HLA antigens comprise products of what is commonly considered to be one of the most polymorphic systems presently known, occurring on chromosome 6. The HLA epitope is present only once1 on a glycoprotein of molecular weight 45,000. In its naturally occurring form it is tightly, and probably obligatorily, but non-covalently bound to B2-microglobulin, (B2M), a protein of molecular weight 11,600 (ref. 2), determined by chromosome 15. B2M has substantial sequence homology with the CH3 domain of IgG (ref. 3), and seems to be non-polymorphic. Precisely analogous associations occur between several other MHC antigens in rodents and fowl, and the equivalents of B2M in those species. This leads to the question as to why products of probably the most polymorphic systems should be so strongly associated with a non-polymorphic protein. In this paper we confirm that human B2M is immunogenic in phylogenetically distant species when the molecule is presented alone. When the species barrier is close, immunogenicity declines drastically as, for example, between man and other primate. In contradistinction, however, when B2M is presented bound to the HLA alloantigen-bearing chain, as occurs naturally, the complex is exquisitely immunogenic with respect to both B2M and the alloantigenic determinant if the species are closely related, and may decline as the species barrier widens. This is interpreted in terms of a modified ‘intramolecular’ help effect across a phylogenetically closely related barrier.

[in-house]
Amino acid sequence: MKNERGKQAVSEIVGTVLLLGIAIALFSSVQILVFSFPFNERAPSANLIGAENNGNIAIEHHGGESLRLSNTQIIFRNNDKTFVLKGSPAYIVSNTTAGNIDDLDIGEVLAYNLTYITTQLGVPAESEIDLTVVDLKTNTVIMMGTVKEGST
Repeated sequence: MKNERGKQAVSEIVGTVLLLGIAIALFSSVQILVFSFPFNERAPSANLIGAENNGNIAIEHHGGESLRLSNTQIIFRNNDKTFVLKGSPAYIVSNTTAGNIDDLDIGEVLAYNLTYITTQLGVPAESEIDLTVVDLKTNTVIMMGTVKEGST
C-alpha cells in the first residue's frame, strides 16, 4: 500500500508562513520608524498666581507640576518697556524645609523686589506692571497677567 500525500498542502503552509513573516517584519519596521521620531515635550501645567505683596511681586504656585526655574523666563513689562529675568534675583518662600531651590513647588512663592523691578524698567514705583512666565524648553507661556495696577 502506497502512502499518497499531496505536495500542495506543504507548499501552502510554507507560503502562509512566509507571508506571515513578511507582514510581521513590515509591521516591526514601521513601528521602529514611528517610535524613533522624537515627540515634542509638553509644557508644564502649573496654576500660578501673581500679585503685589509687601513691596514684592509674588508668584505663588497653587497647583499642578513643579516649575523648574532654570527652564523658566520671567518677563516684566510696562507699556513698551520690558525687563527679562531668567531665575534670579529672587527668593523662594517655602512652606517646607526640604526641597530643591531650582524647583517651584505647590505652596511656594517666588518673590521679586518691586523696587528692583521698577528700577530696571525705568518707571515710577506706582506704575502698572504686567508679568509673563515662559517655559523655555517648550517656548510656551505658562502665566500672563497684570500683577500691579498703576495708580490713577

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SANDERSON, A. HLA ‘help’ for human B2-microglobulin across species barriers. Nature 269, 414–417 (1977). https://doi.org/10.1038/269414a0
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